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Toward a better understanding of the contribution of wastewater treatment plants to microplastic pollution in receiving waterways
Vercauteren, M.; Semmouri, I.; Van Acker, E.; Pequeur, E.; Janssen, C.; Asselman, J. (2023). Toward a better understanding of the contribution of wastewater treatment plants to microplastic pollution in receiving waterways. Environ. Toxicol. Chem. 42(3): 642-654.
In: Environmental Toxicology and Chemistry. Setac Press: New York. ISSN 0730-7268; e-ISSN 1552-8618, more
Peer reviewed article  

Available in  Authors 

    Water quality
    Fresh water
Author keywords
    Microplastics; emerging pollutants; Fourier-transform infrared spectroscopy; wastewater discharge

Authors  Top 
  • Vercauteren, M., more
  • Semmouri, I., more
  • Van Acker, E., more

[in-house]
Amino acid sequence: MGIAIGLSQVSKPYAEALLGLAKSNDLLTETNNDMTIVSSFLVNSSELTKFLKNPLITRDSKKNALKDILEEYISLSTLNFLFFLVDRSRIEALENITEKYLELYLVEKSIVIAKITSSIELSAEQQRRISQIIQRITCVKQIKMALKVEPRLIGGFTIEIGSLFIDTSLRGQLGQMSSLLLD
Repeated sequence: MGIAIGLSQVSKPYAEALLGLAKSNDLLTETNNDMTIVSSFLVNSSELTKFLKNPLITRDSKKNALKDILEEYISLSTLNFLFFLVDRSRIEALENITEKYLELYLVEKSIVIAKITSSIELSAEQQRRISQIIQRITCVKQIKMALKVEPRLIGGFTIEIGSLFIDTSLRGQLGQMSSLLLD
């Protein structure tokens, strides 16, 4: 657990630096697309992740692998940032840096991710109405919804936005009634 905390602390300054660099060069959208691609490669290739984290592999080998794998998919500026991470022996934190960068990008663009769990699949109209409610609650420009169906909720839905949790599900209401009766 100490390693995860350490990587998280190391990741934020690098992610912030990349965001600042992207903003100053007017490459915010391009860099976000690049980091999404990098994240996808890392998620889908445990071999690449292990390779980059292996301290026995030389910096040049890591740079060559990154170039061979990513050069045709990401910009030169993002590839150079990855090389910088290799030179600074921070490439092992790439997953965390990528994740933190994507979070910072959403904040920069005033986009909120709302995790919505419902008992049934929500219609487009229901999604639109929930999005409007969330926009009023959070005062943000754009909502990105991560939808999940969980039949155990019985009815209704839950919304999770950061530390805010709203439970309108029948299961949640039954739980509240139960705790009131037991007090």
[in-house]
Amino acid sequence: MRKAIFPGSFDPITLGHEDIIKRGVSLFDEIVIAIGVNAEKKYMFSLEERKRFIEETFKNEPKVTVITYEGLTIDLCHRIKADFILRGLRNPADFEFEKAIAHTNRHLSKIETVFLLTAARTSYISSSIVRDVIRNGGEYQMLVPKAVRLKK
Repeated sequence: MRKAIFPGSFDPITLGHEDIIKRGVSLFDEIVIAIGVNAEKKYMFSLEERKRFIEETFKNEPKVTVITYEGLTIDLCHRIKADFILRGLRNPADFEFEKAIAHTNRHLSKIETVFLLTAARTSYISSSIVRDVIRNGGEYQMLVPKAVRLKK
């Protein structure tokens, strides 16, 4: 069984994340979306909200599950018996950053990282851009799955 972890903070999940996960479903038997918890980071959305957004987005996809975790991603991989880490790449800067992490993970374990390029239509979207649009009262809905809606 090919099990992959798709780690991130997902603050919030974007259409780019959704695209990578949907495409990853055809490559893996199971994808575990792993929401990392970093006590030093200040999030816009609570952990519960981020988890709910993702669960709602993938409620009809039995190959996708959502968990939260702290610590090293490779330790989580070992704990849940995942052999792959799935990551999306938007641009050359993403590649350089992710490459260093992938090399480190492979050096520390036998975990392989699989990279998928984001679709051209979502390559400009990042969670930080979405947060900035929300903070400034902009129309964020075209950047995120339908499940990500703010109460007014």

Microplastics (1 µm–5 mm), are ubiquitous in daily-use products and regularly end up in the wastewater. The main part of the wastewater is treated in wastewater treatment plants (WWTPs), which allow for at least partial removal of microplastics. The present study aimed to understand the contribution of domestic wastewater to microplastic pollution in Flanders (Belgium) via two main discharge routes of microplastics: (1) the effluent, and (2) removed fractions. Furthermore the effect of effluent discharge on the microplastic contamination in the waterway was studied in both surface water and sediment samples of upstream and downstream locations of the discharge from three WWTPs. On average, 12.64 ± 20.20 microplastic/L entered a WWTP (10 µm–5 mm). The effluent contained on average 0.41 ± 0.91 microplastic/L, resulting in an average removal efficiency of 97.46% ± 2.33%, which is comparable with various (non-)European countries. Removal efficiencies are both polymer- and size-specific, and data suggest that smaller particles are less efficiently removed from the wastewater, which also causes an increased input of smaller particles to the environment. The sludge is the most efficient treatment process to remove microplastics. Despite the high removal efficiencies, still 1.11 × 107 ± 3.07 × 107 microplastics end up in the nearby waterway daily. Nonetheless, based on the results gathered in the present study, this does not seem to impact the microplastic concentration in the waterway significantly. In summary, the present study offers a holistic approach in the research on the impact of wastewater on microplastic pollution in the ecosystem, integrating different discharge routes and measuring the impact on environmental microplastic pollution.

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